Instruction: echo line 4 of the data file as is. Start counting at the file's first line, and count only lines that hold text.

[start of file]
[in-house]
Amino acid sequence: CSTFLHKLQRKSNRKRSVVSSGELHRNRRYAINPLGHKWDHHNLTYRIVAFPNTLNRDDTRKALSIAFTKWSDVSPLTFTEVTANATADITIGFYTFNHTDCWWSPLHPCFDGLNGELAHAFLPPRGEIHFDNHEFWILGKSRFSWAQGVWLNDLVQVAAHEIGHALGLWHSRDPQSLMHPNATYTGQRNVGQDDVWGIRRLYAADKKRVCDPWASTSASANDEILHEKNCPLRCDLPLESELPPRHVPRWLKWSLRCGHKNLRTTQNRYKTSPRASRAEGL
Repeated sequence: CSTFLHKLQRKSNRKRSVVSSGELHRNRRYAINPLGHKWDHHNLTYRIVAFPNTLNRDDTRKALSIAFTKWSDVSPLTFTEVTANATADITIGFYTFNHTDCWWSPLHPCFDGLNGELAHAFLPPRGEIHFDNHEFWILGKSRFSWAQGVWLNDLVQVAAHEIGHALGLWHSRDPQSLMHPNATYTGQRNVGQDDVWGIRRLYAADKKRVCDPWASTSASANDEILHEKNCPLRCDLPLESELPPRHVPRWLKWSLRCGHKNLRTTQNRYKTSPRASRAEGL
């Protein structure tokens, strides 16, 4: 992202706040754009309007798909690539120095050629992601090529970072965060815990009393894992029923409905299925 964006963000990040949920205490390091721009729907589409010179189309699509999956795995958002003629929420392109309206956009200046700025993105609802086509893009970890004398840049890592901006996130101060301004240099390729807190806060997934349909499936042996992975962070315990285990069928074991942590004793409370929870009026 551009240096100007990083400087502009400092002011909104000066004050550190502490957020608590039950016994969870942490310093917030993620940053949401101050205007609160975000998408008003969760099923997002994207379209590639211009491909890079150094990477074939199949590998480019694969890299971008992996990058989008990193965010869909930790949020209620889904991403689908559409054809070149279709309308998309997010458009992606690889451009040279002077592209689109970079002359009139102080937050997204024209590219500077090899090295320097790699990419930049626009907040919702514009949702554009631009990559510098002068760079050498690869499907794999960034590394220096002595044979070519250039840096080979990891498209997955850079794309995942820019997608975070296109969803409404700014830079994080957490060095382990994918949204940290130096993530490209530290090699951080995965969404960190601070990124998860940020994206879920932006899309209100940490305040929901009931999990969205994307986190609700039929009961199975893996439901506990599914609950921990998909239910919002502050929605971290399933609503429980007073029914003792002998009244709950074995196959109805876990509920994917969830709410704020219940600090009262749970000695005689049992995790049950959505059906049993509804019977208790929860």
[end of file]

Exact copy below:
């Protein structure tokens, strides 16, 4: 992202706040754009309007798909690539120095050629992601090529970072965060815990009393894992029923409905299925 964006963000990040949920205490390091721009729907589409010179189309699509999956795995958002003629929420392109309206956009200046700025993105609802086509893009970890004398840049890592901006996130101060301004240099390729807190806060997934349909499936042996992975962070315990285990069928074991942590004793409370929870009026 551009240096100007990083400087502009400092002011909104000066004050550190502490957020608590039950016994969870942490310093917030993620940053949401101050205007609160975000998408008003969760099923997002994207379209590639211009491909890079150094990477074939199949590998480019694969890299971008992996990058989008990193965010869909930790949020209620889904991403689908559409054809070149279709309308998309997010458009992606690889451009040279002077592209689109970079002359009139102080937050997204024209590219500077090899090295320097790699990419930049626009907040919702514009949702554009631009990559510098002068760079050498690869499907794999960034590394220096002595044979070519250039840096080979990891498209997955850079794309995942820019997608975070296109969803409404700014830079994080957490060095382990994918949204940290130096993530490209530290090699951080995965969404960190601070990124998860940020994206879920932006899309209100940490305040929901009931999990969205994307986190609700039929009961199975893996439901506990599914609950921990998909239910919002502050929605971290399933609503429980007073029914003792002998009244709950074995196959109805876990509920994917969830709410704020219940600090009262749970000695005689049992995790049950959505059906049993509804019977208790929860």